In the 21st century, low, low, low numbers like this HAVE to be the result of discrimination, unconscious, conscious or both. Hollywood likes to think of itself as cool, edgy and ahead of its time, but it actually lags way behind the rest of society in employing women and people of color in top positions. There may be women heading studios these days, but what are they doing for women and people of color? Why do they keep the white male film director stereotype alive? Here’s an easy way to change things: open up that boys’ club and hire more women and people of color. It worked in medicine, business and law. It worked in the art world. Now it’s Hollywood’s turn. Rattle that cage, break those chains!


[ Large pictures of the new billboard can be downloaded from For more info, visit: - a grassroots collective that works toward increasing the awareness of women's contributions to film and television history. ]

Unpopular Culture: Diane Gamboa

The photographic works of longtime Los Angeles artist Diane Gamboa, are available for viewing on the official KCET website as part of their Unpopular Culture series. Gamboa’s photos focus on L.A.’s punk underground of the late 1970’s - specifically, the role young Chicanos played in the scene as band members and fans. It’s hardly ever mentioned or pointed out, but the Mexican American community of California had much to do with the founding of the state’s original punk scene - something Gamboa’s photos so beautifully illustrate. Bands like The Brat, Plugz, Bags, Stains, Nuns, Los Illegals, and the Zeros broke new ground - bringing fresh rhythms and sensibilities to a scene usually thought of as the turf of disaffected white youth. Back in the late 1970’s, after seeing the likes of the Plugz perform a twisted anarchistic cover version of La Bamba by Ritchie Valens, and witnessing the maniacal stage persona of Bags front woman Alice Bag (Alicia Armendariz) - my life was literally changed forever.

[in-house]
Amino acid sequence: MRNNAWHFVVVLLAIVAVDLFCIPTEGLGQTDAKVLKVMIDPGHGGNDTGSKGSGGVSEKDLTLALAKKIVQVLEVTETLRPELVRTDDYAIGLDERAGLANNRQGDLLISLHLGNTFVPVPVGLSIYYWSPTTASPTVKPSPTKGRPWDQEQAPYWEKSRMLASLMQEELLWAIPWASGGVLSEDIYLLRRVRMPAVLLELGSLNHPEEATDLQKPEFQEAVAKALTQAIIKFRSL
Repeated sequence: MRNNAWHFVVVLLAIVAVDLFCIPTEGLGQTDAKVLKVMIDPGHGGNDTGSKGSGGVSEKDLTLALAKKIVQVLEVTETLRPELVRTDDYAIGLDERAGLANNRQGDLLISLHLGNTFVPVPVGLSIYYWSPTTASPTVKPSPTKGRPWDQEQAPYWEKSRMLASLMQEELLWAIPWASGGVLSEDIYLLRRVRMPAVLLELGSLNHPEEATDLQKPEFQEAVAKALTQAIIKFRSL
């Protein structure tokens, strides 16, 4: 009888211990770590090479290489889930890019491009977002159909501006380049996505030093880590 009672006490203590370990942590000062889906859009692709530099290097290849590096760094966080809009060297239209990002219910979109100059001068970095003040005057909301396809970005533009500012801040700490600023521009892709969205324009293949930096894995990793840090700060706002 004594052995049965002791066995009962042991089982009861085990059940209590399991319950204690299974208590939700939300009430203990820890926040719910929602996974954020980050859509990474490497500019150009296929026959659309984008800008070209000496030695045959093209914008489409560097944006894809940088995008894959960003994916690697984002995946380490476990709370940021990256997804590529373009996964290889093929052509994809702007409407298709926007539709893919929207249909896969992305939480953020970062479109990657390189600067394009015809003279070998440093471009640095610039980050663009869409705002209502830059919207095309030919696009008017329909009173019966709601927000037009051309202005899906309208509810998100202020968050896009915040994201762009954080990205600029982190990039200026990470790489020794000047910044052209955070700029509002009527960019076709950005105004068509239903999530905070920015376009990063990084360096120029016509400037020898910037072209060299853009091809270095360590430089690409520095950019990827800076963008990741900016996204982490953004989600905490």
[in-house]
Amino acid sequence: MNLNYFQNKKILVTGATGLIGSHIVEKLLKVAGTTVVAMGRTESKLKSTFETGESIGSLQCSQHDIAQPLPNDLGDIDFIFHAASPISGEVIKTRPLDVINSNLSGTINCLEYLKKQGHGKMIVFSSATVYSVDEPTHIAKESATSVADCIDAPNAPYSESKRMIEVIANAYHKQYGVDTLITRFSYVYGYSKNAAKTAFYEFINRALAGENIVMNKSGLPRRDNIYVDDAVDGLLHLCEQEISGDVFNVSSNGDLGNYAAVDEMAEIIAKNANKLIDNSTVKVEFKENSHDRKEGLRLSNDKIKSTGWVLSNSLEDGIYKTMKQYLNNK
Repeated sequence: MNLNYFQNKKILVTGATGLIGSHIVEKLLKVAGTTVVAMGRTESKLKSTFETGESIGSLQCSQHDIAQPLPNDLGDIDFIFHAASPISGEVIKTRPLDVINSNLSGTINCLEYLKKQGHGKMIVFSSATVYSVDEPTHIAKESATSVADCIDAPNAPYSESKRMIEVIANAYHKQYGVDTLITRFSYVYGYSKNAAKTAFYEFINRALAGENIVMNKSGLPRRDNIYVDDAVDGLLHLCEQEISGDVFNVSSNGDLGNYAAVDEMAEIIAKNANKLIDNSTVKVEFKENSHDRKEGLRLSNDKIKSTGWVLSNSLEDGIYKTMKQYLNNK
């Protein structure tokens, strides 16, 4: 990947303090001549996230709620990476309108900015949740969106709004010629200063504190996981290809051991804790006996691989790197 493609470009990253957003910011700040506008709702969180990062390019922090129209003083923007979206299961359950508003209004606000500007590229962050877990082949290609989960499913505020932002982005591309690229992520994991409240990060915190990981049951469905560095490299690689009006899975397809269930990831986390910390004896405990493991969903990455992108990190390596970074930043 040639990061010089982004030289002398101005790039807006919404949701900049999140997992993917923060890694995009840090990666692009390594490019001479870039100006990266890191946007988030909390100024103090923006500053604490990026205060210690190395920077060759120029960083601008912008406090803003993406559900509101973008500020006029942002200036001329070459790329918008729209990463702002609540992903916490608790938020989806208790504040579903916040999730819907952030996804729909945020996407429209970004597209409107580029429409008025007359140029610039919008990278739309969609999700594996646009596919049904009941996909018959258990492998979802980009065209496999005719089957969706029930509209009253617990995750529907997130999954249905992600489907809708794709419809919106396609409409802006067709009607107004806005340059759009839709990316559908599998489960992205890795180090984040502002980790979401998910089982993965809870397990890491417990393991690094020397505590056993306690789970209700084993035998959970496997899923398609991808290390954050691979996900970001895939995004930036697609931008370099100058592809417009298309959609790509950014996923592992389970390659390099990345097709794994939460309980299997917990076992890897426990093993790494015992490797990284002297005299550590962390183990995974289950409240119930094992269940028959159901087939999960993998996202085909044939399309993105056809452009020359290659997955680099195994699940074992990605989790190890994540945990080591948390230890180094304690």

Ironically, after we must have crossed paths a million times as denizens of L.A.’s early apocalyptic punk scene, I only just met Gamboa in late 2005 when we both exhibited artworks at Both Sides of the Border - a major exhibit of Chicano and Latin American art held here in L.A. Along with Gamboa’s photos, the KCET Unpopular Culture webpage sports a solid list of links - including a link to my own Art For A Change website for its documentation of the punk portraits I created as a participant in the 1970’s L.A. punk scene. KCET also supplies links to the websites of Alice Bag, The Plugz and many others, downloadable music by The Brat and Thee Undertakers, and related useful resources.

Louise Gilbert: RIP

On May 6th, 2005, I wrote about artist Louise Gilbert, whose active career as a painter and printmaker had spanned many decades. At the time of my original article Ms. Gilbert was involved in Art and Courage, a retrospective of her work exhibited at City College of San Francisco, California. Fellow artist and friend of Ms. Gilbert, Jan Cook, wrote to inform me that Gilbert passed away on September 21st, 2005 - only a few days after her retrospective had closed. Her timing was impeccable, every true artist aspires to shuffle off this mortal coil with such grace and finesse. Fifty years ago Gilbert was a founding member of The Graphic Arts Workshop in San Francisco, who are now planning a memorial exhibit and ceremony for the late artist. While the dates and details for that exhibit are still pending, Ms. Cook sent me the following eulogy she wrote to honor Gilbert - “one of the last progressive artists of the generation whose political consciousness was formed by the political events of the 1930’s.”